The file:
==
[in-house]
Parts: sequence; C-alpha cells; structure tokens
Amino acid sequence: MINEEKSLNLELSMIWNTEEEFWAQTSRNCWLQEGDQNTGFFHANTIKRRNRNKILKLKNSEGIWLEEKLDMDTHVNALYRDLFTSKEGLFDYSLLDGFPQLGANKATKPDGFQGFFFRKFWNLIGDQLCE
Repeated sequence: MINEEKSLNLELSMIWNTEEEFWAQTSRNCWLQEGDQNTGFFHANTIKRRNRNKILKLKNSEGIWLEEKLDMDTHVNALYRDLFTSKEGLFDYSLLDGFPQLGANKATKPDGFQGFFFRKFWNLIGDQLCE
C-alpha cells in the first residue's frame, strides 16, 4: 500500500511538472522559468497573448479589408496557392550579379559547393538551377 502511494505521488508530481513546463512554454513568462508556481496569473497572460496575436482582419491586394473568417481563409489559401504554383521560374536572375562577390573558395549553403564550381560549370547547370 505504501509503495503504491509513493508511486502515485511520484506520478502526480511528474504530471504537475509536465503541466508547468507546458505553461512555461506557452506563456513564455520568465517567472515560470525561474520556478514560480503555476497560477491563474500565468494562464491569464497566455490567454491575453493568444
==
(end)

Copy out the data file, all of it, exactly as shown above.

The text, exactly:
[in-house]
Parts: sequence; C-alpha cells; structure tokens
Amino acid sequence: MINEEKSLNLELSMIWNTEEEFWAQTSRNCWLQEGDQNTGFFHANTIKRRNRNKILKLKNSEGIWLEEKLDMDTHVNALYRDLFTSKEGLFDYSLLDGFPQLGANKATKPDGFQGFFFRKFWNLIGDQLCE
Repeated sequence: MINEEKSLNLELSMIWNTEEEFWAQTSRNCWLQEGDQNTGFFHANTIKRRNRNKILKLKNSEGIWLEEKLDMDTHVNALYRDLFTSKEGLFDYSLLDGFPQLGANKATKPDGFQGFFFRKFWNLIGDQLCE
C-alpha cells in the first residue's frame, strides 16, 4: 500500500511538472522559468497573448479589408496557392550579379559547393538551377 502511494505521488508530481513546463512554454513568462508556481496569473497572460496575436482582419491586394473568417481563409489559401504554383521560374536572375562577390573558395549553403564550381560549370547547370 505504501509503495503504491509513493508511486502515485511520484506520478502526480511528474504530471504537475509536465503541466508547468507546458505553461512555461506557452506563456513564455520568465517567472515560470525561474520556478514560480503555476497560477491563474500565468494562464491569464497566455490567454491575453493568444